Championed by our friends at Community Futures Saskatchewan
We’re here to make some baffling revelations about finding the sweet spot between your two P’s: Purpose and Profit.
In a year where survival alone is a Herculean task, focusing on a purpose may not sit well with your fight-or-flight response, but this one-on-one with our NTN Pro, Gordon Holley, President and CEO of Humanity Financial, will reveal how Founders can nail their numbers and thrive with a purpose-driven business model.
Part 1 // Purpose-Driven Enterprises Forging Their Future
It is abundantly clear that the future belongs to purpose-driven organizations. While the long-term trend was already headed towards enterprises weaving purpose into their business, COVID has essentially accelerated this transition, explains Gordon.
"Businesses with a clear social purpose are as, or more, profitable than businesses without,” suggests research. As more and more businesses are committing to a social purpose, millennials are catching the drift and expecting all businesses to have a larger purpose.
It is abundantly clear that the future belongs to purpose-driven organizations.
Funders and consumers alike are supporting businesses that strive to have a positive impact. If you’re missing the Purpose train, you’re going to see your top-line wither.
This, and a lot more, awaits you in Part 1 as Gordon takes us through an intense ride through the options that Founders have in terms of legally structuring their social-based enterprise.
Part 2 //Remodeling the Operating Expenses
COVID fell from the sky and crash-landed on the center of income statements, right where it hurts—the operating expenses.
Even with a shrinking topline, operating expenses continued to shower their wrath on Founders.
Sure, you may have saved-up on rent. But engaging a remote team comes with additional costs of technological infrastructure. There’s a silver lining, though. As Gordon highlights, funders have stepped up and provided leeway for additional operating expenses by removing some of the restrictions. This provides an interesting opportunity for businesses to remodel their operating cost structure.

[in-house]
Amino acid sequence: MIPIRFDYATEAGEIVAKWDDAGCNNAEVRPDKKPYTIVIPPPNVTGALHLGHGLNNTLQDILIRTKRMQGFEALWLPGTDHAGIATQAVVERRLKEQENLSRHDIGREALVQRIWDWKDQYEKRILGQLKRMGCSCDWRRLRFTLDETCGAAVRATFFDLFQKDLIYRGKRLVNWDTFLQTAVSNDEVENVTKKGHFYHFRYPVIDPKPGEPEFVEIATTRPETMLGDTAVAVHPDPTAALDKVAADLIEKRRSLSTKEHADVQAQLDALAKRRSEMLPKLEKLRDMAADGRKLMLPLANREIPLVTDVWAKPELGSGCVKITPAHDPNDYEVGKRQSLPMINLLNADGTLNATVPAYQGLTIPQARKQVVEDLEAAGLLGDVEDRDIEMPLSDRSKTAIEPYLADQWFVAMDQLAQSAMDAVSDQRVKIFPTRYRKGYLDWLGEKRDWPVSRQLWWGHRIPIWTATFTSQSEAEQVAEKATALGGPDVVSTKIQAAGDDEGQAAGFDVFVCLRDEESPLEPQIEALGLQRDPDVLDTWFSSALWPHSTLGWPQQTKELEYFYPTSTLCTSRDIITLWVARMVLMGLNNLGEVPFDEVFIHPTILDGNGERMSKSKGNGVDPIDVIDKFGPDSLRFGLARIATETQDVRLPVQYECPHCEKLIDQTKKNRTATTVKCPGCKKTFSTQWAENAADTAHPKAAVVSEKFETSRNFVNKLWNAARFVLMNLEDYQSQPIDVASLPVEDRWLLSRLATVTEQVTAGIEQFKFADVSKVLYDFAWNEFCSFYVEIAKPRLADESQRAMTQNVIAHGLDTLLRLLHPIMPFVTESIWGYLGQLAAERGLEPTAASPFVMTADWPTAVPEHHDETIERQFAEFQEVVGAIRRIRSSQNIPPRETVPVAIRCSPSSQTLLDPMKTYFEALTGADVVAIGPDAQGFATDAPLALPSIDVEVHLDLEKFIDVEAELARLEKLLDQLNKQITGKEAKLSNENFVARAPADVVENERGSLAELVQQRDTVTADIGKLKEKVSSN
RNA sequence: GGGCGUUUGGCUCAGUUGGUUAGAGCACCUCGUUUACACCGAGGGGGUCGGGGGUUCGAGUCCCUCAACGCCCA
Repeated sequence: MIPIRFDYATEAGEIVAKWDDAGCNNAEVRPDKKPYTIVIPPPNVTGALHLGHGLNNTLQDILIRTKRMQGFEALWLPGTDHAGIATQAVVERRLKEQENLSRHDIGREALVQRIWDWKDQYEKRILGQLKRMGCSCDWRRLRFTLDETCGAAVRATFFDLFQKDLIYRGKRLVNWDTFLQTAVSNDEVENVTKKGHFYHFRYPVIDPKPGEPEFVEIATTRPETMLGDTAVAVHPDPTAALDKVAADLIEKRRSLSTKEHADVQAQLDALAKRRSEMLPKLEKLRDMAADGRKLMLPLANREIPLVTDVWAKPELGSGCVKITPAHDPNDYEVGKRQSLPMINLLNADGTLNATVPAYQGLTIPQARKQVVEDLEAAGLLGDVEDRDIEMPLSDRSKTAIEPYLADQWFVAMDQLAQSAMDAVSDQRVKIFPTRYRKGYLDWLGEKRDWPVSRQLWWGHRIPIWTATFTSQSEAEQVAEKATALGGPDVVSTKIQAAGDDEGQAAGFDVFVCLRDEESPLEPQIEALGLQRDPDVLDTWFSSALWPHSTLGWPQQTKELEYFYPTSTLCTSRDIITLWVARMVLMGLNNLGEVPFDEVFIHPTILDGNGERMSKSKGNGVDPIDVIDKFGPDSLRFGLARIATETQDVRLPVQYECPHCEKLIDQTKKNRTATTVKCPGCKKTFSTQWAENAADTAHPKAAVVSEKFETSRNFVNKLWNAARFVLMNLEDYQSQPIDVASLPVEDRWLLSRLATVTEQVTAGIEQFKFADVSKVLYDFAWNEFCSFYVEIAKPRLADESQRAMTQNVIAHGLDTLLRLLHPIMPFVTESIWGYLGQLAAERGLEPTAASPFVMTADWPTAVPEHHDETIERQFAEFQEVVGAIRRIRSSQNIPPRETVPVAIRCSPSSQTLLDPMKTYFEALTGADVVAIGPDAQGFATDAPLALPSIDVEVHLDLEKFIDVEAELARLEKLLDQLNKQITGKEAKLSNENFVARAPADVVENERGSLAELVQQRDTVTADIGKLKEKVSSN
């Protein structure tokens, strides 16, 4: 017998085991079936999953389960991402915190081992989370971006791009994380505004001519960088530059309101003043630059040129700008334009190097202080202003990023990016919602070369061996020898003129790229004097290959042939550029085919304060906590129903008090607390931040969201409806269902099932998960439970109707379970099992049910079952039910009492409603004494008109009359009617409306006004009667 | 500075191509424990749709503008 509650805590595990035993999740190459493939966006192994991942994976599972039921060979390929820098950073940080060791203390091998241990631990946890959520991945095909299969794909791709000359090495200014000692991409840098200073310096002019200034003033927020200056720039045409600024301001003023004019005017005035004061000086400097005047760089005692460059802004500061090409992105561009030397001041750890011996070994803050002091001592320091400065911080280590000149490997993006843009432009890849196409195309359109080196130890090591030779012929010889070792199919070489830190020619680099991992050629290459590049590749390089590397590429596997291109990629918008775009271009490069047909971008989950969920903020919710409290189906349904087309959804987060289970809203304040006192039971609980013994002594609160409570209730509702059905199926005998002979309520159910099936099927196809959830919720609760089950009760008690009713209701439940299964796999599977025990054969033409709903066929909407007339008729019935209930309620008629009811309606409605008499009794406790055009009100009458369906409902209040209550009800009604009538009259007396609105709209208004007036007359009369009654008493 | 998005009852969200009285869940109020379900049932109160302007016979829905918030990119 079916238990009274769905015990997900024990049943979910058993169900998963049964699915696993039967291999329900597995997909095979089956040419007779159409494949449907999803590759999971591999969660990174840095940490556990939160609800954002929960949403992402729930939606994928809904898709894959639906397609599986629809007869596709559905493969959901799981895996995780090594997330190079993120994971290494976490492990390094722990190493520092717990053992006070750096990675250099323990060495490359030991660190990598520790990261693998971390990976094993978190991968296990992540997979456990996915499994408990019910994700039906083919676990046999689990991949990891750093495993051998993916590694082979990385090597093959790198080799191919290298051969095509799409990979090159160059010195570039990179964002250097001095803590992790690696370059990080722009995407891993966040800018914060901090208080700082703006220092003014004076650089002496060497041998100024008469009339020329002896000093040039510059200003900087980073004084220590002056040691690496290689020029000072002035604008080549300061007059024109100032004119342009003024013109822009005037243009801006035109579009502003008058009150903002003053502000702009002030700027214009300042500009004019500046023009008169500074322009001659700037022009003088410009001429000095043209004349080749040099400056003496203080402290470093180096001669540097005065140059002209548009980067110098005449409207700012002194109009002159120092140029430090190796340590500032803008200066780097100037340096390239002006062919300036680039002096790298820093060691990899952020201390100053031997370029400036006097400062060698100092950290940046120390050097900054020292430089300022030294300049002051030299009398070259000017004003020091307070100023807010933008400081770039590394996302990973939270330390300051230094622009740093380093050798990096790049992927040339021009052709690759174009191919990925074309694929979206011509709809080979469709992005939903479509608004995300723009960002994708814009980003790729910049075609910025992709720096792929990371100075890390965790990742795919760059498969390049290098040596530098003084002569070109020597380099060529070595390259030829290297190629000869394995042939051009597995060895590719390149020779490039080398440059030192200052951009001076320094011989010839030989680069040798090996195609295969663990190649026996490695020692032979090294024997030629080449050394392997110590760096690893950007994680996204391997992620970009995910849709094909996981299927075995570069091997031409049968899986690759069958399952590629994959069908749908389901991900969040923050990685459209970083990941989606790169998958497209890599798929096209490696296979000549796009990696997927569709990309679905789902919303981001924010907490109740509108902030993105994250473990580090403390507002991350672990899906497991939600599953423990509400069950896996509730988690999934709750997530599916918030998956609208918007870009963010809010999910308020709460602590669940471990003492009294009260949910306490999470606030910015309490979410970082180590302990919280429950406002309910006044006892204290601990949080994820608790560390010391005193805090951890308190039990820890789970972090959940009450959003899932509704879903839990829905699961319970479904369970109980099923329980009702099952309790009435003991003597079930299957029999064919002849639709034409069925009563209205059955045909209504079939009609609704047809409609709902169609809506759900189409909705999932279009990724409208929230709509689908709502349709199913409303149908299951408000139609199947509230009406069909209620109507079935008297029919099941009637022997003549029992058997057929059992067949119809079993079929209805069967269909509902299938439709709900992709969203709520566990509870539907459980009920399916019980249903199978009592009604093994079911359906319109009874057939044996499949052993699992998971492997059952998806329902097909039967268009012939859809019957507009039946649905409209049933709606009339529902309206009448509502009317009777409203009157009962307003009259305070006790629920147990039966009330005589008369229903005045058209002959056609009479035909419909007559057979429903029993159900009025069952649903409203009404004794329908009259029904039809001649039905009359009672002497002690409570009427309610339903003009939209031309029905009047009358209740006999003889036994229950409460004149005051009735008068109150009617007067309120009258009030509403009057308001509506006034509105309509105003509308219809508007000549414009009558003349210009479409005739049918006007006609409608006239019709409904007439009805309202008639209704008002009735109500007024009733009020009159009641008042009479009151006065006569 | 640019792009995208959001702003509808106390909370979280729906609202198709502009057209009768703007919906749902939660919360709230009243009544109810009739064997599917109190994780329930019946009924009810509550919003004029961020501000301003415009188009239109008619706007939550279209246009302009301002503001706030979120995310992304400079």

Gordon digs deep into these quandaries in Part 2 for a timely discussion on how Founders can approach this remodeling opportunity with a purpose-oriented mindset.
Part 3 // The Tug of War between Purpose and Profit
Purpose is starting to occupy a central spot in the business world, so where does that leave our bottom lines?
Profits (eventually retained earnings) are our umbrellas for a rainy day. Do you recall people on TV using financial jargon as they say that a company has a “strong” balance sheet? Guess what the source of that strength is?
Hint: You'll find it in the bottom line.
Well-capitalized businesses are often the ones that are more immune to a Frankenstein-like COVID. This is easier said than done for non-profits, though. CRA may come knocking at a non-profit’s door the minute they see a profit on their master budget.
“CRA does recognize that all organizations have to have some financial sustainability,” explains Gordon.
CRA is bothered by an “intention to profit” when it comes to non-profits. As long as a non-profit doesn’t proactively seek out profits, the CRA is all fine and dandy.
Unexpected profits are not a problem. A non-profit's only nemesis is the intention to profit. Tune in and learn all you need to know about structuring your social-based enterprise from Gordon Holley in Part 3.